Hall of Shame

Southasia - - FRONT PAGE - By Semu Bhatt

In 1995, in the north­ern In­dian state of Ut­tar Pradesh, a mob con­sist­ing of mem­bers of the Sa­ma­jwadi Party at­tacked a guest house where the chief of the Bahu­jan Sa­ma­jwadi Party, Mayawati, was stay­ing. She locked her­self in a room fear­ing rape. The chief of the SP Mu­layam Singh Ya­dav in­fa­mously re­torted, "Is she so beau­ti­ful that any­one should want to rape her?" Two decades later, this April, Mu­layam showed that he is not a changed man when he triv­i­al­ized rape by say­ing, "Boys will be boys. Mis­takes hap­pen."

As if to prove right the say­ing ‘like fa­ther, like son', Mu­layam's son Akhilesh Ya­dav, the cur­rent Chief Min­is­ter of the north­ern state of UP, showed a ca­sual ap­proach to the hor­rific gang rape of two mi­nor girls. The girls, aged 12 and 14, were raped and hanged from a tree on May 29 in the Ba­dayun district of UP. The young CM al­leged that the families of the vic­tims were in­flu­enced by a ri­val po­lit­i­cal party. When a fe­male jour­nal­ist in­quired about the rise in sex­ual crimes in the state, Akhilesh snapped at her, "You haven't been harmed, have you?" His un­cle, Shiv­pal Singh Ya­dav, who is also a min­is­ter in the UP gov­ern­ment, blamed the me­dia for blow­ing the story out of pro­por­tion.

In re­sponse to the com­ments made by SP lead­ers on the Ba­dayun rape case, a Congress party leader Ni­tish Rane tweeted, "All po­ten­tial rapists, please con­tact Sa­ma­jwadi Party fe­male mem­bers and fam­ily mem­bers as it’s

The solutions of­fered to con­trol sex crimes are equally bizarre. For in­stance, the ad­min­is­tra­tion of Gur­gaon, a town close to New Delhi, asked women not to ven­ture out of home af­ter 8pm to en­sure their safety.

ok to rape them. En­joy." He deleted the tweet later, but jus­ti­fied it by tweet­ing that SP lead­ers should be spo­ken to in a lan­guage they un­der­stand.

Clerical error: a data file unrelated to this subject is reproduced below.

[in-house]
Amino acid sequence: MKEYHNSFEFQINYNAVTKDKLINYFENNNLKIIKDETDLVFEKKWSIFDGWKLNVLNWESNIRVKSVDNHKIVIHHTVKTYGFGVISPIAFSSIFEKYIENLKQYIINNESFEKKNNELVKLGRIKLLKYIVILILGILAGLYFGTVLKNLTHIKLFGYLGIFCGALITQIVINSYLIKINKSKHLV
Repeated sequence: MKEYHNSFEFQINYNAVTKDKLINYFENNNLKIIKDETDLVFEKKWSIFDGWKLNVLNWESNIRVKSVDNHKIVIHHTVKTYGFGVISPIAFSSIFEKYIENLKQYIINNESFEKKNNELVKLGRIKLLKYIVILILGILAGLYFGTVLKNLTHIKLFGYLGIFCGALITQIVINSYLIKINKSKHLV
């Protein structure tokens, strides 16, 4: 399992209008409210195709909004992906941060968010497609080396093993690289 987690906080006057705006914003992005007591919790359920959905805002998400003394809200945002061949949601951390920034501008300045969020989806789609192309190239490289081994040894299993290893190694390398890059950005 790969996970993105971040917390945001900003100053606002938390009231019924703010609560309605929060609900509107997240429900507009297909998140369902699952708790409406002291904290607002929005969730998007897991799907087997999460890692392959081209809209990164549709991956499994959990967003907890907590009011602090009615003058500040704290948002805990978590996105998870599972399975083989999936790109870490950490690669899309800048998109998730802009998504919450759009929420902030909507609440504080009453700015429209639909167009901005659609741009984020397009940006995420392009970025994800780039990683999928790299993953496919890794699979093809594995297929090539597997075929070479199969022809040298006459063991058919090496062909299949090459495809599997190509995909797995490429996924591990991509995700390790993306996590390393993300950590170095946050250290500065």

The Ba­dayun rape case and the con­tro­ver­sial com­ments made by a string of po­lit­i­cal lead­ers, in­clud­ing those of the Bharatiya Janata Party, forced Naren­dra Modi to urge the law­mak­ers to stop psy­cho­an­a­lyz­ing the rea­sons be­hind sex crimes. In his first ad­dress to the Par­lia­ment af­ter be­com­ing the prime min­is­ter of In­dia, Modi said, "We are play­ing with the dig­nity of women. Re­spect for women, their se­cu­rity should be the pri­or­ity for all 1.2 bil­lion peo­ple."

Sex­ual vi­o­lence has been a hotly de­bated topic in In­dia since the bru­tal gang rape and mur­der of a young phys­io­ther­apy stu­dent in New Delhi in De­cem­ber 2012. The in­ci­dent sparked na­tion­wide out­rage and prompted the gov­ern­ment to im­pose tougher laws against sex crimes. The pro­tes­tors braved lathi charge, wa­ter can­nons and tear gas shells in Delhi win­ter to de­mand women's safety. The suc­cess of mass protests in the Delhi gang-rape case in­spired demon­stra­tors in Nepal, Sri Lanka, Pak­istan and Bangladesh to join the move­ment against sex­ual vi­o­lence and call for le­gal re­forms and an over­haul of at­ti­tudes to­wards women in th­ese coun­tries.

Un­for­tu­nately, even harsher pun­ish­ments and re­newed protests from time to time have failed to cause a de­cline in sex crimes or to de­velop a po­lit­i­cal cul­ture of in­tol­er­ance to sex­ual vi­o­lence. In a na­tion where a rape hap­pens ev­ery hour, and where al­most 90 per­cent of the rapes go un­re­ported, po­lit­i­cal in­dif­fer­ence to vi­o­lence against women is en­demic. Misog­yny, sex­ism, gen­der dis­crim­i­na­tion and ap­a­thy along with the foot in the mouth syn­drome per­me­ate the po­lit­i­cal class of In­dia.

Those en­trusted with law­mak­ing and safety of women hold a deroga­tory at­ti­tude to­wards women, make thought­less ref­er­ences about rapes, stig­ma­tize rape sur­vivors, re­in­force stereo­types and treat sex­ual vi­o­lence against women in a flimsy man­ner. On the one hand, they ig­nore vil­lage coun­cils or­der­ing re­tribu­tive rapes and force­ful mar­riages to rapists; on the other hand, they use rape sur­vivors as po­lit­i­cal tools for mud­sling­ing and set­tling po­lit­i­cal scores.

Sick­en­ing re­marks like 'un­der­stand­able crimes', 'un­in­ten­tional', 'rapes do not hap­pen on pur­pose', etc. emerge and go unchecked. Many times, sym­pa­thy too comes in an in­ap­pro­pri­ately worded fash­ion, like BJP's Sushma Swaraj's com­par­i­son of the Delhi gang rape vic­tim with a liv­ing corpse.